Episode 5 :: Brooks Peterson :: Cultural Intelligence Part One

| April 9, 2010 | 1 Comment

Brooks Peterson

Brooks Peterson is the founder of Across Cultures, a micro company serving internationally-focussed professionals. An experienced cross-cultural trainer, researcher, and graduate level educator, he has lived and traveled extensively around the world and now lives and works in Minneapolis / St. Paul. He is the creator of a variety of culture tools and resources, including the widely used Peterson Cultural Style IndicatorTM, available online at AcrossCultures.com.

One of the benefits of our multi-cultural society is that we have many different kinds of Buddhist centers in the same country. Larger cities may have over a dozen options from which the practitioner can choose, selecting the gathering place that most meets their needs. Religious centers abound, and many have active online presences to support their community.

For those of us looking for a religious institution with our heritage, the decision is fairly straightforward. You’re Sri Lankan Theravadin, that Vihara is where you go. Thai? Done. Japanese Zen? There. No, a few feet to the left. Yes, that’s it!

But if you are not an ethnic match, language and cultural barriers can hinder learning and practice, however welcoming people may be (and are, certainly the experience is worthwhile). This can be further complicated when one is secular, and the only options are overtly religious.

More and more centers are addressing this by having programs less religious in focus, and new centers are opening their doors with a completely secular practice. It’s still Buddhism, but many of the common religious trappings are absent from the teaching. That leaves an open question, however, as we (I suspect) typically Western secular Buddhists seem to lack a cultural identity. We are ethnically and socially diverse, with our unification being the practice itself.

So what does culture mean to you? Is it important that we have a cultural identity to provide a sense of communal belonging, or do we get that from other aspects in our lives?

:: Discuss this episode ::

Books

Web Links

Music for This Episode Courtesy of Rodrigo Rodriguez

 

The music heard in the middle of the podcast is from Rodrigo Rodriguez. The tracks used in this episode are:

  • Hon Shiraba
  • Aki

Category: The Secular Buddhist Podcast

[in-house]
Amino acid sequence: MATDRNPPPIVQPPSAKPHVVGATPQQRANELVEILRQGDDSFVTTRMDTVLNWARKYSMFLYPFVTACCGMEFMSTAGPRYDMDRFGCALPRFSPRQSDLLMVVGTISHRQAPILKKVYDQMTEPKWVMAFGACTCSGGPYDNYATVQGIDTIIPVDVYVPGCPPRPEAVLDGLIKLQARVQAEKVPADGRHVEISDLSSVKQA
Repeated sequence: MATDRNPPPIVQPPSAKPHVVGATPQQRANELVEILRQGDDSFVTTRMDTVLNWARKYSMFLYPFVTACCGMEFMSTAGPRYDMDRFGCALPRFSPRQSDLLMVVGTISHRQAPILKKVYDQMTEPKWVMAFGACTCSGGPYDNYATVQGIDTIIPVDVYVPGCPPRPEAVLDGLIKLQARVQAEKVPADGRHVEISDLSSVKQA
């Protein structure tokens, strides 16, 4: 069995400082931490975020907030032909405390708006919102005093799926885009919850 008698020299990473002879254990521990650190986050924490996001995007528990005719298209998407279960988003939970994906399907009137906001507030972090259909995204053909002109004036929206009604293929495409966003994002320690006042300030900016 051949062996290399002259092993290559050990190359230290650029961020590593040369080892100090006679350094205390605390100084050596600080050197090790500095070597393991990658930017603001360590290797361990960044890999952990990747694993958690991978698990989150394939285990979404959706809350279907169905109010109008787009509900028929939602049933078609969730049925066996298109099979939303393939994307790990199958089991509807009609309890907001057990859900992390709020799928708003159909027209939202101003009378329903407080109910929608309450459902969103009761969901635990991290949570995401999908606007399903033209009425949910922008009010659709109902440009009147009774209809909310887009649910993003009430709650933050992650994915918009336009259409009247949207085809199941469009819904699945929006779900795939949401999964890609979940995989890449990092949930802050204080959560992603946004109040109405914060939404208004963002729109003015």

Ted Meissner

About the Author ()

Ted Meissner is the host of the podcast Present Moment: Mindfulness Practice and Science. He has been a meditator since the early 90’s, has been interviewed for Books and Ideas, Mindful Lives, and The Whole Leader podcasts, spoken about mindfulness with various groups including Harvard Humanist Hub, and has written for Elephant Journal and The International Journal of Whole Person Care. He is the Executive Director of the Secular Buddhist Association, host of the SBA’s official podcast The Secular Buddhist, and is on the Advisory Board for the Spiritual Naturalist Society. Ted’s background is in the Zen and Theravada traditions, he is a regular speaker on interfaith panel discussions, and is interested in examining the evolution of contemplative practice in contemporary culture. Ted teaches Mindfulness Based Stress Reduction (MBSR) at the Center for Mindfulness in Medicine, Health Care & Society, where he is the Manager of Online Programming and Community Development.

Comments (1)

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  1. Jason says:

    Books mentioned in this podcast:

    The Greatest Show on Earth by Richard Dawkins
    http://en.wikipedia.org/wiki/The_Greatest_Show_on_Earth:_The_Evidence_for_Evolution

    Synaptic Self by Joseph LeDoux
    http://www.amazon.com/Synaptic-Self-How-Brains-Become/dp/0142001783

    Consciousness Explained by Daniel Dennett
    http://en.wikipedia.org/wiki/Consciousness_Explained

    How We Decide by Jonah Lehrer
    http://en.wikipedia.org/wiki/How_We_Decide

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